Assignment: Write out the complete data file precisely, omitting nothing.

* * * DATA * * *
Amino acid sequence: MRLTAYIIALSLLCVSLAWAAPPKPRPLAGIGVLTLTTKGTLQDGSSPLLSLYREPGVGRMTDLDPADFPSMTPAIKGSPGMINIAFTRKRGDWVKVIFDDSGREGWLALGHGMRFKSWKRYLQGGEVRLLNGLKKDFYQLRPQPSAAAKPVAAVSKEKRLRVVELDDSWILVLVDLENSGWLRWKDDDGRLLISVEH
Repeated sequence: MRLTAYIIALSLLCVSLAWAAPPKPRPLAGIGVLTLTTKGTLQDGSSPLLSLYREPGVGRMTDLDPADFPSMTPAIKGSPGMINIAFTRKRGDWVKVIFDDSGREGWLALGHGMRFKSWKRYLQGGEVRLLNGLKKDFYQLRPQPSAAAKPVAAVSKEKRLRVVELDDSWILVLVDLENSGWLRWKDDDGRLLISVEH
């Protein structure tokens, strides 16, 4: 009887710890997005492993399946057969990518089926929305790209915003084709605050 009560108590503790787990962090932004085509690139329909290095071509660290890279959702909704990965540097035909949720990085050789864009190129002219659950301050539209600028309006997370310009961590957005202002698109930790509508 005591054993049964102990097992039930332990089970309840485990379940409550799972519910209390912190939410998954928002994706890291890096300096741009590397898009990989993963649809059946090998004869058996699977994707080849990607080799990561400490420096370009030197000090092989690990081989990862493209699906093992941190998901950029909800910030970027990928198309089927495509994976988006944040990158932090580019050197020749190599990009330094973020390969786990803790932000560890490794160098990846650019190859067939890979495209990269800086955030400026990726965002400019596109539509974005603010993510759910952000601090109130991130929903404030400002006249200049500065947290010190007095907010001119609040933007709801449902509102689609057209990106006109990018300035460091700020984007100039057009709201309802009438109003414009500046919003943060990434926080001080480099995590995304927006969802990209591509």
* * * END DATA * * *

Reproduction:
Amino acid sequence: MRLTAYIIALSLLCVSLAWAAPPKPRPLAGIGVLTLTTKGTLQDGSSPLLSLYREPGVGRMTDLDPADFPSMTPAIKGSPGMINIAFTRKRGDWVKVIFDDSGREGWLALGHGMRFKSWKRYLQGGEVRLLNGLKKDFYQLRPQPSAAAKPVAAVSKEKRLRVVELDDSWILVLVDLENSGWLRWKDDDGRLLISVEH
Repeated sequence: MRLTAYIIALSLLCVSLAWAAPPKPRPLAGIGVLTLTTKGTLQDGSSPLLSLYREPGVGRMTDLDPADFPSMTPAIKGSPGMINIAFTRKRGDWVKVIFDDSGREGWLALGHGMRFKSWKRYLQGGEVRLLNGLKKDFYQLRPQPSAAAKPVAAVSKEKRLRVVELDDSWILVLVDLENSGWLRWKDDDGRLLISVEH
């Protein structure tokens, strides 16, 4: 009887710890997005492993399946057969990518089926929305790209915003084709605050 009560108590503790787990962090932004085509690139329909290095071509660290890279959702909704990965540097035909949720990085050789864009190129002219659950301050539209600028309006997370310009961590957005202002698109930790509508 005591054993049964102990097992039930332990089970309840485990379940409550799972519910209390912190939410998954928002994706890291890096300096741009590397898009990989993963649809059946090998004869058996699977994707080849990607080799990561400490420096370009030197000090092989690990081989990862493209699906093992941190998901950029909800910030970027990928198309089927495509994976988006944040990158932090580019050197020749190599990009330094973020390969786990803790932000560890490794160098990846650019190859067939890979495209990269800086955030400026990726965002400019596109539509974005603010993510759910952000601090109130991130929903404030400002006249200049500065947290010190007095907010001119609040933007709801449902509102689609057209990106006109990018300035460091700020984007100039057009709201309802009438109003414009500046919003943060990434926080001080480099995590995304927006969802990209591509």